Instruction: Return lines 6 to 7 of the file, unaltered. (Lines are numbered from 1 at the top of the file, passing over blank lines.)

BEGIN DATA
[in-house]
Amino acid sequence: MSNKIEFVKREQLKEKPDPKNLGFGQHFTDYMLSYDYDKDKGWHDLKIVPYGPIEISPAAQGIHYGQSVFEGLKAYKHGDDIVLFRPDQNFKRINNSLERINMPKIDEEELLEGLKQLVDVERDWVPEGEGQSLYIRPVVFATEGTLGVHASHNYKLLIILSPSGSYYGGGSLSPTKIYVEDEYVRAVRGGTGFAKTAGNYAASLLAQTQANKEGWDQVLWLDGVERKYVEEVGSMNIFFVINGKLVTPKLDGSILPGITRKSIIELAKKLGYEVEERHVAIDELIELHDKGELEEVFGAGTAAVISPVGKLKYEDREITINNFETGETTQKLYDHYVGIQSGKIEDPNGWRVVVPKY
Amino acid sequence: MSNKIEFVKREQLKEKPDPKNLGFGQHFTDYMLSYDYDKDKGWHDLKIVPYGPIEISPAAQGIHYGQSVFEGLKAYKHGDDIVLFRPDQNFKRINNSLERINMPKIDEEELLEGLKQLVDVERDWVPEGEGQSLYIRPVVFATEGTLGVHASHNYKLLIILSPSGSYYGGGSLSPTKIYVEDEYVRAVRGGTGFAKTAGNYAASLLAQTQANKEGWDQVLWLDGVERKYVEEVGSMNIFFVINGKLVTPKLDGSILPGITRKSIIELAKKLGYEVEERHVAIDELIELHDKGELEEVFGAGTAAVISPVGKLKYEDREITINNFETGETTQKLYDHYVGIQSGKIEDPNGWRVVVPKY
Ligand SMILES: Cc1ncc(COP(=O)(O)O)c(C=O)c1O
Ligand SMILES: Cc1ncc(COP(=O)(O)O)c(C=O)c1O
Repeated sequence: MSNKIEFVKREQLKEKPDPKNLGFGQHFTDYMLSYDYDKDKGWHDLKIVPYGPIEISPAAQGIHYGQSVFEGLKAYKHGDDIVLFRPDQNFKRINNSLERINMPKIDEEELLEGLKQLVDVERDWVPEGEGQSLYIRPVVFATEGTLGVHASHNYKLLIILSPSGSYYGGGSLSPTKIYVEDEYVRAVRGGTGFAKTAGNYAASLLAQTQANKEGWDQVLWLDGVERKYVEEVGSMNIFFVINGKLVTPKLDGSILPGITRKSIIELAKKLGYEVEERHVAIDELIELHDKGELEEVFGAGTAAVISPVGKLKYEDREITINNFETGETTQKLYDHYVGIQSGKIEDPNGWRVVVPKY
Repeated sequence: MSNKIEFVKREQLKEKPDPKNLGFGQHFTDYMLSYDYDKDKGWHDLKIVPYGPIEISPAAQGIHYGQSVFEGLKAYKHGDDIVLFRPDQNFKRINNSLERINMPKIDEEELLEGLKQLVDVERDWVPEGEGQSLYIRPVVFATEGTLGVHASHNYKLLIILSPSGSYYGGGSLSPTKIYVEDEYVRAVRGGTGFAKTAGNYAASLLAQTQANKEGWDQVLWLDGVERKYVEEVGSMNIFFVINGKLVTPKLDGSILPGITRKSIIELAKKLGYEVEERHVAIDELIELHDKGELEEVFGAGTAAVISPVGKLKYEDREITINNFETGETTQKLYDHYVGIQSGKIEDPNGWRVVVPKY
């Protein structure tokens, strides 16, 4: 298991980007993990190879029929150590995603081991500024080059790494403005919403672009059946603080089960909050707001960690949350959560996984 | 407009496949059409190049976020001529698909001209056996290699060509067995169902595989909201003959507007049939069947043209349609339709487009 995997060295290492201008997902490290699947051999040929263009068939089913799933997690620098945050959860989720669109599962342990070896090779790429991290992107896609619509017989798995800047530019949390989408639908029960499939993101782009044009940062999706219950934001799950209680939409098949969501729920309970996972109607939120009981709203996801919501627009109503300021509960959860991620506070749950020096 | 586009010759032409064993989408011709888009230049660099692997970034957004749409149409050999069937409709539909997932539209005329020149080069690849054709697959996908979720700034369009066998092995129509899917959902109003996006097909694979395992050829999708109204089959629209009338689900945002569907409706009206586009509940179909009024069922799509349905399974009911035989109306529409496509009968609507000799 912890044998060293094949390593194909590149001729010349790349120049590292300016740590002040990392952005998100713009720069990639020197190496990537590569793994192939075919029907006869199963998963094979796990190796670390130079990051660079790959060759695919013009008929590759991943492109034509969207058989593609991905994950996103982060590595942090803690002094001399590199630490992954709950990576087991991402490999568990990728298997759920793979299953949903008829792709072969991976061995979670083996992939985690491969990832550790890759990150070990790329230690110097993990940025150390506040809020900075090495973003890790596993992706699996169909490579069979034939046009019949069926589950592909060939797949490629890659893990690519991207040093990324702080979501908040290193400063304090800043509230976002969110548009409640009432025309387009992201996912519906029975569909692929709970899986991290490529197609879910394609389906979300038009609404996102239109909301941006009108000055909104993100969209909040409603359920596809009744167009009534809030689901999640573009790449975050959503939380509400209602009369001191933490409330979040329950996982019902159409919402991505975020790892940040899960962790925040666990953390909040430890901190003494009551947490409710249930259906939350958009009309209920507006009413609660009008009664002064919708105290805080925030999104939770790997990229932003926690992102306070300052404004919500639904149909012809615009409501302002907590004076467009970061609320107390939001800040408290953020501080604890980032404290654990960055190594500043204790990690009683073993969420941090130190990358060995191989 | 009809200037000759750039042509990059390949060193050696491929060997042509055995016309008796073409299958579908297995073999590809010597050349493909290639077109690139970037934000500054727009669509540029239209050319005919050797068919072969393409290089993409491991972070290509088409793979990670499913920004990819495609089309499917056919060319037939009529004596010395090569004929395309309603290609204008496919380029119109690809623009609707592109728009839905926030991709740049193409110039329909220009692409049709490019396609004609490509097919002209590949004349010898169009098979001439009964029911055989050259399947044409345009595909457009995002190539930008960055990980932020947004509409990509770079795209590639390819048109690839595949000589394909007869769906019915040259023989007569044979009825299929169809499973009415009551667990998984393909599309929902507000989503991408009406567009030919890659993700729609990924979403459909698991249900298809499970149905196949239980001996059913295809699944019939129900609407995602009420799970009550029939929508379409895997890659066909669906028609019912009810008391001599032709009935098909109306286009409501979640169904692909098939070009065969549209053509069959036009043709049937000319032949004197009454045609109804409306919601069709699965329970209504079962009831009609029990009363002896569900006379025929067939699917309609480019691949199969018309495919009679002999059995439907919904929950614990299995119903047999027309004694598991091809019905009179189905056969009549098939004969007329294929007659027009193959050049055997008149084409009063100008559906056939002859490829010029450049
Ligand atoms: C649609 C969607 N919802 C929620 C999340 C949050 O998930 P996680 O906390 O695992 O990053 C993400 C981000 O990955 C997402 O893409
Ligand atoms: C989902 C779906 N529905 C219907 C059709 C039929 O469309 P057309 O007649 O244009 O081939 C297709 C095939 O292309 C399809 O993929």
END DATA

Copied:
Repeated sequence: MSNKIEFVKREQLKEKPDPKNLGFGQHFTDYMLSYDYDKDKGWHDLKIVPYGPIEISPAAQGIHYGQSVFEGLKAYKHGDDIVLFRPDQNFKRINNSLERINMPKIDEEELLEGLKQLVDVERDWVPEGEGQSLYIRPVVFATEGTLGVHASHNYKLLIILSPSGSYYGGGSLSPTKIYVEDEYVRAVRGGTGFAKTAGNYAASLLAQTQANKEGWDQVLWLDGVERKYVEEVGSMNIFFVINGKLVTPKLDGSILPGITRKSIIELAKKLGYEVEERHVAIDELIELHDKGELEEVFGAGTAAVISPVGKLKYEDREITINNFETGETTQKLYDHYVGIQSGKIEDPNGWRVVVPKY
Repeated sequence: MSNKIEFVKREQLKEKPDPKNLGFGQHFTDYMLSYDYDKDKGWHDLKIVPYGPIEISPAAQGIHYGQSVFEGLKAYKHGDDIVLFRPDQNFKRINNSLERINMPKIDEEELLEGLKQLVDVERDWVPEGEGQSLYIRPVVFATEGTLGVHASHNYKLLIILSPSGSYYGGGSLSPTKIYVEDEYVRAVRGGTGFAKTAGNYAASLLAQTQANKEGWDQVLWLDGVERKYVEEVGSMNIFFVINGKLVTPKLDGSILPGITRKSIIELAKKLGYEVEERHVAIDELIELHDKGELEEVFGAGTAAVISPVGKLKYEDREITINNFETGETTQKLYDHYVGIQSGKIEDPNGWRVVVPKY